The Legend of Zelda: Breath of the Wild

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Legend of Zelda: Breath of the Wild | Commentary & Impressions (Part 2)

This is a continuation of PART ONE of my adventures in BoW. Please note that my impressions do contain spoilers of the gameplay.

No more distractions. Well, aside from writing. Time to really sink my teeth into this open world. I spy a Bokoblin outpost gliding distance from the tower. Let’s test out some of my gear. I glide towards the lookout and I’m pleased when I get a cursor option for a dive attack. I perform said dive attack, but seem to miss, instead creating a burst impact upon landing, enough to damage my target most of the way. One more strike and he falls from the platform, dead. His friends are oblivious as ever, but this time there’s two of the dark colored ones. I sneak attack and headshot one with a bow, but it does negligible damage. This calls for better artillery. I switch to ice arrows, and freeze two of them as they claim their weapons. Another dive attack and they SHATTER spectacularly. It’s nothing to clear the rest from the camp and grab the loot. It’s great that for once in a video game, I don’t feel limited in what I can do by what a designer could think of. If I can conceive of it reasonably, there’s a way to do it.

It’s great that for once in a video game, I don’t feel limited in what I can do by what a designer could think of. If I can conceive of it reasonably, there’s a way to do it.

Buying friends

I use my Amiibo again, happy to see they’ve cooled down and again shower me with loot, and I realize I have a lot of food. I do lots of cooking, condensing and discovering what works and what doesn’t. Now its’ time for what I’ve been looking forward to. I summon my Wolf Link Amiibo. I’m sad he doesn’t carry over his Twihard nickname assigned to the Amiibo, but happy he has all 20 hearts despite ending the Cave of Shadows with 19 and a half. I ride onward, away from a lake monster shooting rocks at me, feeling AWESOME. No sooner then I get going do I cross paths with a guy named Mezer, trying to sell meats, but I sell him a bunch of my crafting components instead because I’m still pretty poor.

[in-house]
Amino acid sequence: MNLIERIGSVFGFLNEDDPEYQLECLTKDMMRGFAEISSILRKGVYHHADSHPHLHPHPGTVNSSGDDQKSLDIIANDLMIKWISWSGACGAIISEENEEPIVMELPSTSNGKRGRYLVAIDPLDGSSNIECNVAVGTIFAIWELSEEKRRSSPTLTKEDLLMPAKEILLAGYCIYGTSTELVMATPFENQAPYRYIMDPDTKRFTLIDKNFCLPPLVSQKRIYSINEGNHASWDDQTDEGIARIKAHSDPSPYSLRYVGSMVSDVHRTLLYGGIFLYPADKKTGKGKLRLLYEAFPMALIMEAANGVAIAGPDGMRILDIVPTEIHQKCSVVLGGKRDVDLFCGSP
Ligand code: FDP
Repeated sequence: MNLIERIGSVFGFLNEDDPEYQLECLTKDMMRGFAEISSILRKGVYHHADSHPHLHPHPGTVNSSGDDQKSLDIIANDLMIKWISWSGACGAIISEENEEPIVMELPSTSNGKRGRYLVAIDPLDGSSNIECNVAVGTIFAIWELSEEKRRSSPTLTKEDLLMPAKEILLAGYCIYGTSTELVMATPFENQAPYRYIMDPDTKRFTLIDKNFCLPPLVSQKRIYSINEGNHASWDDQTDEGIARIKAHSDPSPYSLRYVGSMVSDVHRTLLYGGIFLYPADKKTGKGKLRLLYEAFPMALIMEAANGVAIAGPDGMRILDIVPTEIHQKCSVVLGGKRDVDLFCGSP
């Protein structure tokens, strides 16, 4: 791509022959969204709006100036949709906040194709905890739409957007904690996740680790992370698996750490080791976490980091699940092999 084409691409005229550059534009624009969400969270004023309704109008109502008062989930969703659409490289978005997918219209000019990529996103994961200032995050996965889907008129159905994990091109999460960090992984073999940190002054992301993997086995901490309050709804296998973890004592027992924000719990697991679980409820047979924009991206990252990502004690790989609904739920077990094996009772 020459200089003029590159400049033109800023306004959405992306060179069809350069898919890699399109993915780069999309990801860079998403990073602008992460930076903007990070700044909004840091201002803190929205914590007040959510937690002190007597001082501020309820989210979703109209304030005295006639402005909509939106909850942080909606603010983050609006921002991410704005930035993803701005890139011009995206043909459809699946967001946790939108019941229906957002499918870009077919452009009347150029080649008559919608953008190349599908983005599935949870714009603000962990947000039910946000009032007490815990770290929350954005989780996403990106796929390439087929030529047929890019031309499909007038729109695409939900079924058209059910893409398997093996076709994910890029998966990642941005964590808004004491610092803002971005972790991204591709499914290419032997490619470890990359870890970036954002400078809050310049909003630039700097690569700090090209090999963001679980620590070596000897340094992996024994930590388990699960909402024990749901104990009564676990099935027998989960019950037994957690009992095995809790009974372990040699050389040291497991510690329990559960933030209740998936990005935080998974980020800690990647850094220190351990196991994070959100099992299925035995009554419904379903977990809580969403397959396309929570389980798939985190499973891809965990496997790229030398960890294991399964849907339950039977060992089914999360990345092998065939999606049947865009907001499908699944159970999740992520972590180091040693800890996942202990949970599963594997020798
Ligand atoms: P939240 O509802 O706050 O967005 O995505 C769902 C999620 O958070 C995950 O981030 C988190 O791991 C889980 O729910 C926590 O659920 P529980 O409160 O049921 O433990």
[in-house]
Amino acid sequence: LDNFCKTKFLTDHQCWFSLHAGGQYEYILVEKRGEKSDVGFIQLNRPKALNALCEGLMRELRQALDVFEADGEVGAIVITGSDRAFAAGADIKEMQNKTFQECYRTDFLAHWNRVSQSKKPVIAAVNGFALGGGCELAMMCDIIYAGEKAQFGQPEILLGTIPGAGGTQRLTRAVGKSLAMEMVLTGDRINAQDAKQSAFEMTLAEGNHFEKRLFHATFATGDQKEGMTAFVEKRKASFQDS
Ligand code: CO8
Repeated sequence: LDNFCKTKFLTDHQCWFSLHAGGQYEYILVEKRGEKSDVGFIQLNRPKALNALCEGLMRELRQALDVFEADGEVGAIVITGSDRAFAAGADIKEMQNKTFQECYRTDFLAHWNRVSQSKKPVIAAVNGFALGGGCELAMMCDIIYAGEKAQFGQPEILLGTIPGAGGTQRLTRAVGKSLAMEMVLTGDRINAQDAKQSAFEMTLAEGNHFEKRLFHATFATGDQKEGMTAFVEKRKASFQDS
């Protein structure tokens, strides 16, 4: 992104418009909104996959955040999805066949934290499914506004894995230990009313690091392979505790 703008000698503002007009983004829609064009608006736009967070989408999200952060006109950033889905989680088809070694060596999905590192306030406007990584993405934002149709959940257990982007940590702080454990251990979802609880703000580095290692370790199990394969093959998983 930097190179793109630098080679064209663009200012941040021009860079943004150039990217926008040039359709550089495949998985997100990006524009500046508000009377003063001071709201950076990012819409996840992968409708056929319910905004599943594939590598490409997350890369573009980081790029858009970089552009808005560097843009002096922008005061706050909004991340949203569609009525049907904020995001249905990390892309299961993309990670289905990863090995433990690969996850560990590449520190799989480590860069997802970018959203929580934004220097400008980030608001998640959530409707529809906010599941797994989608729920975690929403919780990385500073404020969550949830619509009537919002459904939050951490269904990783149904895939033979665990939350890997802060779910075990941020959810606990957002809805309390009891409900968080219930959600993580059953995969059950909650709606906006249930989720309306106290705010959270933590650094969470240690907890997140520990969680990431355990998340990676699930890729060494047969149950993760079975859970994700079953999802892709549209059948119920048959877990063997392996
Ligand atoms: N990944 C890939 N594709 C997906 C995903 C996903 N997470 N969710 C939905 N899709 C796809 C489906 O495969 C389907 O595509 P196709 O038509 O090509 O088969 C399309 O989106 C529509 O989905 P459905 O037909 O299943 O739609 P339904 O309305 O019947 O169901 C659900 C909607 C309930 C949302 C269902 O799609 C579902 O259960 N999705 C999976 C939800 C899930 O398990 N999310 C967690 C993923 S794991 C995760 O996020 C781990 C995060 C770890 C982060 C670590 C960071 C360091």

Things just got a lot less lonely.

Time to put Twihard through his paces. I use Cryonis to cross a river without swimming and advance towards another Bokoblin camp. Twihard decides he’d rather teleport than swim, complete with Twilight Princess sound effects. Now I use Magnesis to start the fight by dropping a nearby metal rock on their strongest guy, crushing him. I go in for the usual sword fighting and hear familiar barking as enemies fall around me. We clear the camp, and I appreciate that the game is getting easier and more satisfying. I just wish there was some more variety in minion-level enemies. Why are there so many Bokoblins and what do these camps accomplish for them?

My reward for this particular outing is a boomerang. I’m so excited, I almost run past the Ree Dahee Shrine. Some timing puzzles and another quick Spirit Orb. I return from the shrine and fight off an aquatic ambush, exhausting my normal arrows, but my wolf is missing. I use his Amiibo and have him back again. Best leave the Amiibo within arm’s reach. Another nearby shrine is surrounded by pointy sticks, so I guess I’m not going there yet. Aww, he barks at some birds and chases them, but can’t catch one before they fly away. Suddenly I’m playing Duck Hunt.

Nearby I find my first sign of civilization, Dueling Peaks Stable. The frame rate dips hard as Twihard runs around, chasing other animals. A lady teaches me about elixirs, and some kids teach me about horses. Beedle, a merchant and old Zelda favorite, sells me bugs and frogs and buys my gems. Wow, arrows are expensive at 6 rupees a piece… I also buy a bug and a toad to try to make elixirs. My wife cries out in horror as the frog hops around in the pot with other things, forming a Hasty Elixir.

Some things never change.

I find a big, cracked rock in the middle of a field. Some things never change. I bomb it for an Emblazoned Shield, better than any I’ve looted so far.

Must…not…loot…everything… O_<

I keep moving, trying not to stop and pick every collectible I see, and have to stop and tread with caution as I spot what appears to be a giant mushroom. I draw my sword and approach slowly, but it shows no signs of hostility. He introduces himself, Hestu, another Korok, only bigger. He asks me to retrieve his maracas. No, really. I go under some rocks and find a Bokoblin camp Hestu directed me toward. It occurs to me as I press the attack button and get smacked before I can actually swing, two-handed swords aren’t working for me. I downgrade and drop one Bokoblin as Twihard drops the other. Returning to Hetsu, I give him is maracas, but he’s distraught as they don’t work anymore. If only he had some seeds, he’d trade me inventory expansion in exchange for just one. Well, just one is all I have from earlier, and I can carry another weapon now.